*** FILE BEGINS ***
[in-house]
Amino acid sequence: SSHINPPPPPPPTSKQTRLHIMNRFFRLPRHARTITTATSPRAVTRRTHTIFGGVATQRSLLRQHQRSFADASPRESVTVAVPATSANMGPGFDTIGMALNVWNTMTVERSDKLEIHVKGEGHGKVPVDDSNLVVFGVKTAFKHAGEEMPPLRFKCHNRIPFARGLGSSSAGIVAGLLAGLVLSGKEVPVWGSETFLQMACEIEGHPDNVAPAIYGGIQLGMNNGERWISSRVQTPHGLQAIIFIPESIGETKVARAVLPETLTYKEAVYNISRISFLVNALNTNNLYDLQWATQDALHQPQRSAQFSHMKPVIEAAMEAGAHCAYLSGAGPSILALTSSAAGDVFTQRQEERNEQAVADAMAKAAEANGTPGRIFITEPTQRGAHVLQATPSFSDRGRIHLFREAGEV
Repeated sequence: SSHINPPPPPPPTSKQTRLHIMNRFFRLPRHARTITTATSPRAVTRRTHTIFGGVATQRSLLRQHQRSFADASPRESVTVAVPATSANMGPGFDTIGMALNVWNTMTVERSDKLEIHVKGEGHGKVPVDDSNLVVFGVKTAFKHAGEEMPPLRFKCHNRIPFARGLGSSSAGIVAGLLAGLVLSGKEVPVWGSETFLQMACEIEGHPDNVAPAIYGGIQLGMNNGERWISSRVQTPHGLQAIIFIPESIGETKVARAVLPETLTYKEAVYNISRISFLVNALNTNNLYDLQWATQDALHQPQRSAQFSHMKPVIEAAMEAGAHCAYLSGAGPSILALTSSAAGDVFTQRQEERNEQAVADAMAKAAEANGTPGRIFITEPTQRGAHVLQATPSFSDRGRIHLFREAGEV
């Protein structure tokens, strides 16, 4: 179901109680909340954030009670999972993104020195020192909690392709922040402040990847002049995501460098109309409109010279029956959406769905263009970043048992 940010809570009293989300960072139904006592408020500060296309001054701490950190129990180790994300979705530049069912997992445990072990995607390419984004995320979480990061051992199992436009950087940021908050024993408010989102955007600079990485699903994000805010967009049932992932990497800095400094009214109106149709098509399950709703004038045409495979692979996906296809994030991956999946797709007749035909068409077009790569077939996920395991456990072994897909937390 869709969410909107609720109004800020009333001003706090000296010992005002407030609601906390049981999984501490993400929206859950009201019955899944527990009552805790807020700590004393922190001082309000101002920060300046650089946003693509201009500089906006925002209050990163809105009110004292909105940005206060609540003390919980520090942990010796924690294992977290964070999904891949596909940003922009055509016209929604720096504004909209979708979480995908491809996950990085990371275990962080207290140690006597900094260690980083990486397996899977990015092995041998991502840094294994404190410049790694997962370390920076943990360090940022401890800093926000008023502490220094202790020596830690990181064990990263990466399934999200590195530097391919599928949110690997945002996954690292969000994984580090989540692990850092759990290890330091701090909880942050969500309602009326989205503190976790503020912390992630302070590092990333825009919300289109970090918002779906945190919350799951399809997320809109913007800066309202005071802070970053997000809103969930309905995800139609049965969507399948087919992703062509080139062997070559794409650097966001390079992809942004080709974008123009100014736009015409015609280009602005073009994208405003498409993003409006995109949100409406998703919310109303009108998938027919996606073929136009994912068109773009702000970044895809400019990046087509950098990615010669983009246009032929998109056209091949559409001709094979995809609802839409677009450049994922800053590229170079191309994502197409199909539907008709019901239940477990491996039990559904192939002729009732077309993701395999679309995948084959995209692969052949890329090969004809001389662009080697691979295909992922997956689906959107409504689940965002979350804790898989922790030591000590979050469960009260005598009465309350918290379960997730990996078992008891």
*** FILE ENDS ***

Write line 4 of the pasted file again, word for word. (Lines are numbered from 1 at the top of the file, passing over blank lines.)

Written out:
């Protein structure tokens, strides 16, 4: 179901109680909340954030009670999972993104020195020192909690392709922040402040990847002049995501460098109309409109010279029956959406769905263009970043048992 940010809570009293989300960072139904006592408020500060296309001054701490950190129990180790994300979705530049069912997992445990072990995607390419984004995320979480990061051992199992436009950087940021908050024993408010989102955007600079990485699903994000805010967009049932992932990497800095400094009214109106149709098509399950709703004038045409495979692979996906296809994030991956999946797709007749035909068409077009790569077939996920395991456990072994897909937390 869709969410909107609720109004800020009333001003706090000296010992005002407030609601906390049981999984501490993400929206859950009201019955899944527990009552805790807020700590004393922190001082309000101002920060300046650089946003693509201009500089906006925002209050990163809105009110004292909105940005206060609540003390919980520090942990010796924690294992977290964070999904891949596909940003922009055509016209929604720096504004909209979708979480995908491809996950990085990371275990962080207290140690006597900094260690980083990486397996899977990015092995041998991502840094294994404190410049790694997962370390920076943990360090940022401890800093926000008023502490220094202790020596830690990181064990990263990466399934999200590195530097391919599928949110690997945002996954690292969000994984580090989540692990850092759990290890330091701090909880942050969500309602009326989205503190976790503020912390992630302070590092990333825009919300289109970090918002779906945190919350799951399809997320809109913007800066309202005071802070970053997000809103969930309905995800139609049965969507399948087919992703062509080139062997070559794409650097966001390079992809942004080709974008123009100014736009015409015609280009602005073009994208405003498409993003409006995109949100409406998703919310109303009108998938027919996606073929136009994912068109773009702000970044895809400019990046087509950098990615010669983009246009032929998109056209091949559409001709094979995809609802839409677009450049994922800053590229170079191309994502197409199909539907008709019901239940477990491996039990559904192939002729009732077309993701395999679309995948084959995209692969052949890329090969004809001389662009080697691979295909992922997956689906959107409504689940965002979350804790898989922790030591000590979050469960009260005598009465309350918290379960997730990996078992008891």